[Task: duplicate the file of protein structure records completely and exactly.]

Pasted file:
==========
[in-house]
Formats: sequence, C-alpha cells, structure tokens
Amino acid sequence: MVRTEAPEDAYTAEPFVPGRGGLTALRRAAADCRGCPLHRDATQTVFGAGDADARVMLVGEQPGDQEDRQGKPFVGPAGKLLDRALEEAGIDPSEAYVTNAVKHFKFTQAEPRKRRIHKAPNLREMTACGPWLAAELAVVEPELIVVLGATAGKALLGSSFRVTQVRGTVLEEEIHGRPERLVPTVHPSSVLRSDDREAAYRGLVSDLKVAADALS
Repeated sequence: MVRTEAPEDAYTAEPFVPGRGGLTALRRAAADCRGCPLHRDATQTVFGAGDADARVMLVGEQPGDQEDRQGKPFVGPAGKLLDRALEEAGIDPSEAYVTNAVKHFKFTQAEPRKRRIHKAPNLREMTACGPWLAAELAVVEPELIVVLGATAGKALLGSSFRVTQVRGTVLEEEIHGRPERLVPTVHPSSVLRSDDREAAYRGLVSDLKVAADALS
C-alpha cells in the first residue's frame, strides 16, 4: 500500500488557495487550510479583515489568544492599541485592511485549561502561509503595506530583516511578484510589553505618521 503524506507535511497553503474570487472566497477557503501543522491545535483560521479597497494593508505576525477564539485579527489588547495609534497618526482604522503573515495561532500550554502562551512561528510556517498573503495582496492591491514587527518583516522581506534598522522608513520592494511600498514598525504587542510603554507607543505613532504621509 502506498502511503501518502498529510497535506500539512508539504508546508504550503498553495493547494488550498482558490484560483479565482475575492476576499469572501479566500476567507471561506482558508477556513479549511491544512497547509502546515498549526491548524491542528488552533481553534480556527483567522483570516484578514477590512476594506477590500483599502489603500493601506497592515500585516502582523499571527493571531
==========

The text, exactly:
[in-house]
Formats: sequence, C-alpha cells, structure tokens
Amino acid sequence: MVRTEAPEDAYTAEPFVPGRGGLTALRRAAADCRGCPLHRDATQTVFGAGDADARVMLVGEQPGDQEDRQGKPFVGPAGKLLDRALEEAGIDPSEAYVTNAVKHFKFTQAEPRKRRIHKAPNLREMTACGPWLAAELAVVEPELIVVLGATAGKALLGSSFRVTQVRGTVLEEEIHGRPERLVPTVHPSSVLRSDDREAAYRGLVSDLKVAADALS
Repeated sequence: MVRTEAPEDAYTAEPFVPGRGGLTALRRAAADCRGCPLHRDATQTVFGAGDADARVMLVGEQPGDQEDRQGKPFVGPAGKLLDRALEEAGIDPSEAYVTNAVKHFKFTQAEPRKRRIHKAPNLREMTACGPWLAAELAVVEPELIVVLGATAGKALLGSSFRVTQVRGTVLEEEIHGRPERLVPTVHPSSVLRSDDREAAYRGLVSDLKVAADALS
C-alpha cells in the first residue's frame, strides 16, 4: 500500500488557495487550510479583515489568544492599541485592511485549561502561509503595506530583516511578484510589553505618521 503524506507535511497553503474570487472566497477557503501543522491545535483560521479597497494593508505576525477564539485579527489588547495609534497618526482604522503573515495561532500550554502562551512561528510556517498573503495582496492591491514587527518583516522581506534598522522608513520592494511600498514598525504587542510603554507607543505613532504621509 502506498502511503501518502498529510497535506500539512508539504508546508504550503498553495493547494488550498482558490484560483479565482475575492476576499469572501479566500476567507471561506482558508477556513479549511491544512497547509502546515498549526491548524491542528488552533481553534480556527483567522483570516484578514477590512476594506477590500483599502489603500493601506497592515500585516502582523499571527493571531